PRIME Minister Julia Gillard has ordered an investigation into the management of high-risk asylum seekers after it was revealed a convicted Egyptian terrorist was held for almost eight months in a low security detention centre near Adelaide.
Under mounting pressure from the Coalition Ms Gillard told the Parliament on Wednesday she had instructed the Inspector-General of Intelligence and Security to investigate the matter.
"Today I have directed the Inspector-General of Intelligence and Security to examine the management of Australian government agencies of persons seeking asylum who present complex security issues, particularly this case," Ms Gillard said.
The issue dominated a day that began with Opposition immigration spokesman Scott Morrison attacking the government over its handling of the case.
Mr Morrison accused the government of having a "don't ask, don't tell" national security policy after Immigration Minister Brendan O'Connor admitted late on Tuesday neither he nor his predecessor, Chris Bowen, had been briefed about the security breach.
"The fact the minister's department refused to tell either him or Minister Bowen that a convicted Egyptian jihadist terrorist was being housed in low security family accommodation in the Adelaide Hills for over seven months is a disgrace," Mr Morrison said.
"After the minister's department was advised by ASIO on August 30, 2012, and the AFP on November 14, 2012, that the person who arrived on a boat and was housed at the Inverbrackie facility was a convicted jihadist terrorist, they did not move him to Villawood or tell their minister until after it was raised by the media in mid-April, seven months later.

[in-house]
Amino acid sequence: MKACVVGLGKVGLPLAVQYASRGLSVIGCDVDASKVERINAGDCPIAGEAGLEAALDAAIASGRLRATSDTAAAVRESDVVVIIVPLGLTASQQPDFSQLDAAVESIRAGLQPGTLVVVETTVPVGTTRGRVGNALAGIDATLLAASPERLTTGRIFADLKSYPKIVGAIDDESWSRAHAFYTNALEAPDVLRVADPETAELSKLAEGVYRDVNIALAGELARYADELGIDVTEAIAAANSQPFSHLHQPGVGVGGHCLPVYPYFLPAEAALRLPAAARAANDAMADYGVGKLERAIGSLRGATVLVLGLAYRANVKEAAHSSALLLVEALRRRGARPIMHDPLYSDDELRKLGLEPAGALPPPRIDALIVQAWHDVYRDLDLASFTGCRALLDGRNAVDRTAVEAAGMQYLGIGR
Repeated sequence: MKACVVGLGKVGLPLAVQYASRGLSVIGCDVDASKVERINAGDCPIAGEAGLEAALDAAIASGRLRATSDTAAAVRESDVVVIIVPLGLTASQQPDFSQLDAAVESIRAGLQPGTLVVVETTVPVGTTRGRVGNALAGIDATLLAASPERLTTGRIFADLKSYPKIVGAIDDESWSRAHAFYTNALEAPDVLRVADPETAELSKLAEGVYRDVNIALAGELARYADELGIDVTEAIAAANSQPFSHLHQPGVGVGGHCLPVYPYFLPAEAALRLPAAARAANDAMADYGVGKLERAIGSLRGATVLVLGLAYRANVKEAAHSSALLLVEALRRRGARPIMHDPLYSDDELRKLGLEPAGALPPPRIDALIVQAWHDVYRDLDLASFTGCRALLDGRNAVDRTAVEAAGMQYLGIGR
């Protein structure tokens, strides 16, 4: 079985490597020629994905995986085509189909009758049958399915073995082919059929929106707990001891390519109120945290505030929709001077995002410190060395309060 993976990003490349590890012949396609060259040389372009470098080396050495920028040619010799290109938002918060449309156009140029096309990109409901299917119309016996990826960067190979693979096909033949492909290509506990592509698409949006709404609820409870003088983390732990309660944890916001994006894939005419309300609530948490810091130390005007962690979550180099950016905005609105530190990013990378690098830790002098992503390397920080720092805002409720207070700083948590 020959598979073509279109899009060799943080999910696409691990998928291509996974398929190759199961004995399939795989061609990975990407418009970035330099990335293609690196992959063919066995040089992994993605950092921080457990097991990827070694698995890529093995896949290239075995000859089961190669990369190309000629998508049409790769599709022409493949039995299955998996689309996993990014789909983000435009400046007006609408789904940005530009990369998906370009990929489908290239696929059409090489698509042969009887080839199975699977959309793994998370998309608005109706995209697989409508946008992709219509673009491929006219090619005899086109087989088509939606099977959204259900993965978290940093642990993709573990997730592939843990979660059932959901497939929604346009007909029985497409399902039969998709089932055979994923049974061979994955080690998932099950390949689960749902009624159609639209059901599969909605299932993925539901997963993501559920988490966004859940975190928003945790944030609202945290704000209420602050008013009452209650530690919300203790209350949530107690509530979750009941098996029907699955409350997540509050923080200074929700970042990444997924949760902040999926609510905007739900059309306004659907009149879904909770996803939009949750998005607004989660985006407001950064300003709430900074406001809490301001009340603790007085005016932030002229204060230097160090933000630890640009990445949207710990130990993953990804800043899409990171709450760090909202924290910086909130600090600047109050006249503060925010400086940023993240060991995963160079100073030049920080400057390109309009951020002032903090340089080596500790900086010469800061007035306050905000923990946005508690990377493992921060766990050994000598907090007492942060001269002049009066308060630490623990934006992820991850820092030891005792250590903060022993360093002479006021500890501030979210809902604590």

"The fact neither Minister O'Connor nor Minister Bowen were informed that a terrorist was a pool fence away from freedom in the Adelaide Hills is a serious breakdown in the process of ministerial accountability.
"What sort of show are this government running when their own departments believe their ministers are disinterested in being told about serious national security information?"
But just before question time Mr O'Connor, who was handed the immigration portfolio in late March, made a statement to the Parliament indicating Mr Bowen's office had in fact been briefed on the matter in late September.
"The submission was not signed by the former minister. This submission related to the complex issues surrounding the detainee's capacity to apply for a protection visa," Mr O'Connor said.
"The department has advised me that the submission held by the former minister's office was not returned to the department by the then minister's office.
"I can confirm that this submission was not provided to me or my office upon appointment as Minister for Immigration and Citizenship.
"The department has also advised that this submission, relating to this detainee's capacity to apply for a protection visa, has not been resubmitted to me."
When question time began a string of Coalition frontbenchers, smelling blood in the water, went to work on Mr O'Connor, Ms Gillard and Attorney-General Mark Dreyfus, asking what they knew and when about the man's detention.
It prompted Ms Gillard to accuse the Coalition of "trading in fear".
The Coalition later failed to have the matter debated, but that was not the end of the matter.
Tasmanian independent Andrew Wilkie made an unsuccessful attempt to suspend standing orders so MPs could debate his motion calling for a parliamentary inquiry into the matter.
He said the Joint Committee on Intelligence was needed to "get to the bottom of this".
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